As the offseason approaches, several analysts have suggested that the San Francisco Giants should trade Madison Bumgarner.
Do these analysts, many of whom probably have watched only a handful of San Francisco Giants games in the last year, have a point? Or are they just desperate for content?
Recently an article was written for Bleacher Report which advocated the San Francisco Giants trading Madison Bumgarner to the New York Yankees.
This is nothing new. If you recall, Buster Olney suggested that the Giants should trade Bumgarner all the way back in April.
Obviously, it’s okay for others to share their views, but it doesn’t change the fact that their views are flawed.
If the Giants trade Bumgarner, they are officially giving up. They will have waived the white flag and officially admitted what we all know: that they cannot win with their current team.
This is not something that the Giants are intent upon doing. The only way I see Bumgarner getting traded is if the next general manager is somehow able to sell upper management on the idea that what the Giants would get in return for Bumgarner would allow them to contend in 2019.
That would be a tough sell.
The Giants’ rotation is unstable as it is. Really, Bumgarner is the only safe bet going into next season. Dereck Rodriguez is still young and going into a sophomore season in which opposing hitters could figure him out.
Johnny Cueto will miss most, if not all, of 2019 and Jeff Samardzija, Andrew Suarez, and Chris Stratton all have question marks surrounding them going into next season. Plus, Derek Holland could very well be pitching for another club in 2019.
Therefore, the Giants need Bumgarner so they still have a reliable ace in their rotation. Even if the Giants acquired someone like Sonny Gray in the off-season, that still would not provide the kind of security you want in a team’s rotation
Bumgarner and Buster Posey are two players that should retire as Giants in my mind. What they have done for the San Francisco Giants organization is incredible, and even more remarkable considering they were both rookies in 2010 and played such an instrumental part in all three World Series runs.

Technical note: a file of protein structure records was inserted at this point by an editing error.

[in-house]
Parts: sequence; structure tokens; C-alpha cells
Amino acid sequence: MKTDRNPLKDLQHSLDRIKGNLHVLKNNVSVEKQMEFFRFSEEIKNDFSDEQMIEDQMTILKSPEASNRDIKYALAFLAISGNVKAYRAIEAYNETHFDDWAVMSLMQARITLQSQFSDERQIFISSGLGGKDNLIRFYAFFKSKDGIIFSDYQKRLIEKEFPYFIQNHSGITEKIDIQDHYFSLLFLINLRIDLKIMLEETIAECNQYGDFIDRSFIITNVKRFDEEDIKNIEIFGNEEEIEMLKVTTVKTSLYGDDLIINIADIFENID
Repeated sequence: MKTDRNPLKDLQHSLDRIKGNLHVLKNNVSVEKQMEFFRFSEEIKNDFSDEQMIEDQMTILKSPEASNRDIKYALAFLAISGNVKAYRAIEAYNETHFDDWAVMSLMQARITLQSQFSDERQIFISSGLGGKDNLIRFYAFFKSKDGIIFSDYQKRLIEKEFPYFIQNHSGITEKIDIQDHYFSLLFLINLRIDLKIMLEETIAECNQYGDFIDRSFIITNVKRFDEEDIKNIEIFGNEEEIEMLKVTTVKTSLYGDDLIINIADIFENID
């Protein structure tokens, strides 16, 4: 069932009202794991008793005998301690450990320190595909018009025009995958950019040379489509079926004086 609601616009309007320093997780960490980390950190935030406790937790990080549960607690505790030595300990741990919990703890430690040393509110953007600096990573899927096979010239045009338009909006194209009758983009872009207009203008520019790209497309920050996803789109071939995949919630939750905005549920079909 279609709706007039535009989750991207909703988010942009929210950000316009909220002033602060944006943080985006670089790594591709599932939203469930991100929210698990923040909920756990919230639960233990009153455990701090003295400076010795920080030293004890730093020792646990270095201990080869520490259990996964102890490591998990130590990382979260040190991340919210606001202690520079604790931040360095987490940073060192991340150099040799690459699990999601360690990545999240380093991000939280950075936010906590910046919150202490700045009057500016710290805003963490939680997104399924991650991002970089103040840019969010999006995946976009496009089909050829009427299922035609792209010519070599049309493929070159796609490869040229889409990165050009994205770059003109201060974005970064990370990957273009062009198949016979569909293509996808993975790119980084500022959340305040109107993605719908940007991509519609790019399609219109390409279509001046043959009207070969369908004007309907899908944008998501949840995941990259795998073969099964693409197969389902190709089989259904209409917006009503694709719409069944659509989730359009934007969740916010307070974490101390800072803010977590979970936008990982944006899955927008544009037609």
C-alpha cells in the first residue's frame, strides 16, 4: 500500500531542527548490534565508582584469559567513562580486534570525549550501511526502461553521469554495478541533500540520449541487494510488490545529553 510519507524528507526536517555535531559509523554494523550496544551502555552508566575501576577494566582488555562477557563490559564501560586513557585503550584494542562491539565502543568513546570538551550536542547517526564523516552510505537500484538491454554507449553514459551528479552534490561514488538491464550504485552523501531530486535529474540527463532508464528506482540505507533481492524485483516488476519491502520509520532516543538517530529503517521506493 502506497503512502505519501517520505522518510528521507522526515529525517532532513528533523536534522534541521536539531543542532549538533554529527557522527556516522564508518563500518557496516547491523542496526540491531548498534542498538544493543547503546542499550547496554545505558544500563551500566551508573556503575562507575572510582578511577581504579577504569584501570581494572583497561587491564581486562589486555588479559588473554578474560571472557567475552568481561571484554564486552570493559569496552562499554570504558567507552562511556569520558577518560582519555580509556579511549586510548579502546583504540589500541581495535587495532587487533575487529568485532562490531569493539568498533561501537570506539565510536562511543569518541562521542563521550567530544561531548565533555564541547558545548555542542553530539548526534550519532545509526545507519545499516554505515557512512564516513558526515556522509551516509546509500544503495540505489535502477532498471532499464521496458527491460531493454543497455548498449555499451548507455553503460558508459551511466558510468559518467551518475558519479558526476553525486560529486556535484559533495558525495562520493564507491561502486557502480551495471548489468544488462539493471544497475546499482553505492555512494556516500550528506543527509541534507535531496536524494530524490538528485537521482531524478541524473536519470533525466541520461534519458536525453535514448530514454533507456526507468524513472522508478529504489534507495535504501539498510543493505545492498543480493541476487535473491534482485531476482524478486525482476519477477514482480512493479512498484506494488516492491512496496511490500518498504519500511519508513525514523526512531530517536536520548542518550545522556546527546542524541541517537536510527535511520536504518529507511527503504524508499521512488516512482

Perhaps we’re all, or maybe just I am, too attached to Bumgarner to be rational when considering trading him. But I think even from a rational, cold, unsentimental standpoint a trade doesn’t make sense.
With one year remaining on Bumgarner’s contract, whatever hypothetical team that acquires him would merely be renting him until he becomes a free agent and makes a boatload of money in the 2019 offseason.
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If the Giants still had three or four years of team control on Bumgarner, then I could see the Giants getting a big haul in return for an ace you could count on playing for your team for several years.
That doesn’t mean teams will not be interested in Bumgarner. Plenty of teams in a ‘win now’ mentality will not hesitate to have Bumgarner for one year with the hope that him and his postseason prowess can deliver a World Series title.
But my gut says that Bumgarner should be a Giant for a good long while. Sure, I’d be ignoring the fact that the last two homegrown aces who were rewarded with huge contracts didn’t quite pan out (Tim Lincecum and Matt Cain).
Yet, Bumgarner seems different than those two. His injuries have been freak accidents and his pitching motion doesn’t seem to have the same wear and tear of Cain’s or Lincecum’s.
Of course, Cain and Lincecum didn’t have many injuries before they signed lucrative contracts either. Ugh, it’s all so confusing and hard! Why can’t there just be a crystal ball that we look into and see that Bumgarner will be an effective and healthy pitcher for the next five years?
Even with all of the conflicting notions of history, nostalgia, and analysis, overall I believe that the best thing for the San Francisco Giants to do is to stick with Bumgarner. Now, a 2019 first half in which they find themselves out of playoff contention may make me more open to trading him so they can truly start to rebuild.
But as of right now, I believe Bumgarner needs to remain a San Francisco Giant.